The CRC’s extensive wound healing research stretching over seven years is helping the 433,000 Australian patients who are suffering from chronic wounds at any one time. Their research covers diabetic foot ulcers, burns, skin tears, acute surgical wounds and pressure injuries.

For more information visit woundinnovations.com.au or call 1300 968 637.

Australian Innovation System

Australian innovation system in focus

The most comprehensive review of the Australian innovation system ever conducted was released this week by Innovation and Science Australia (ISA). If it was your child’s school report, you’d be saying we better have a serious discussion over dinner.
 
The conversion might go something like:

ISA: “We’ve had this discussion before, Australia. We’ve got your report and it’s OK but when are you going to really step up?”

Australia: “It’s not bad though. The Knowledge Creation teacher likes me.”

ISA: “It’s not a matter of whether the teacher likes you, or you like the teacher. We just want the best for you and if you are going to have a great future, you’ve got to put in the hard work across the board, not just in the areas you enjoy. Everyone likes you, Australia, but that’s different to doing the best you can.”

Australia: “Yeah, I know I could do more in transfer and application, but you want me to be like Israel or Singapore and they never have any fun and just work all the time”.

 ISA: “We’ve never said you can’t have fun. But at some stage you need to put your head down and get on with some serious work.”

Australia: “Yeah, yeah, I know….”
 
You get the picture. The full report on the Australian innovation system can be found here.

The report concentrates on the three areas of knowledge creation, knowledge transfer and knowledge application and establishes 20 measures across these. Clear benchmarks are set out between Australia’s performance and the average of the top five OECD performers, which gives a pretty clear guidance for future improvement.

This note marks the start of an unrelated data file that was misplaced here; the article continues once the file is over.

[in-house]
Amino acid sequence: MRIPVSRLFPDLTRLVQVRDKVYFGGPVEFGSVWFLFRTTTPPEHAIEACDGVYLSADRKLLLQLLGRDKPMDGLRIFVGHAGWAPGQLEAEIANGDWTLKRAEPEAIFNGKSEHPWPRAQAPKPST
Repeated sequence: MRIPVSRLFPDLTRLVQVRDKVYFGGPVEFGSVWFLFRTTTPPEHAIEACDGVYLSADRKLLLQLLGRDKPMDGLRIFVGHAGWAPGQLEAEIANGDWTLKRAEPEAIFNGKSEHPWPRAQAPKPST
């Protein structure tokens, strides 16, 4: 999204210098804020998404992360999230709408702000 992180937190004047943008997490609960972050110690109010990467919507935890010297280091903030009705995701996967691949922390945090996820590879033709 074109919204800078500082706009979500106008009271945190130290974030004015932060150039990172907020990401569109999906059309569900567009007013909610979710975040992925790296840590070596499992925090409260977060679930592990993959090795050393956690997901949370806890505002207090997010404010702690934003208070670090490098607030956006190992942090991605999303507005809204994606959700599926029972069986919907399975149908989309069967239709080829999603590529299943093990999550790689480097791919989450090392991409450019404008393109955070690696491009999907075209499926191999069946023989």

The 20 measures were whittled down from an initial group of over 200 and they’ll be the basis for measuring the impact of future policy change. The report’s performance assessment is fairly general across the three key areas, rather than specific at the program level.

The rubber will hit the road during the coming phase as ISA pulls together a strategic plan for innovation and science in Australia to 2030. It’s hard to disagree at the moment when the conclusions are that we need to do better in a number of general areas. The contentious part will come much more in the strategic planning and implementation stage where change will be needed.

The performance review, which runs to over 200 pages and more than 700 references, provides an excellent baseline for future evaluation and Innovation and Science Australia deserves credit for publication of this important body of work.

It has the potential to become the reference material for judging performance of programs and their contribution to an overall Australian innovation strategy. At the very least, the assessment identifies which programs are regularly, thoroughly and transparently reviewed and those that are not.

An obvious part of the coming strategic plan will be to ensure all parts of the Australian innovation system are independently reviewed on a regular basis so their contribution to the overall strategy is maximised.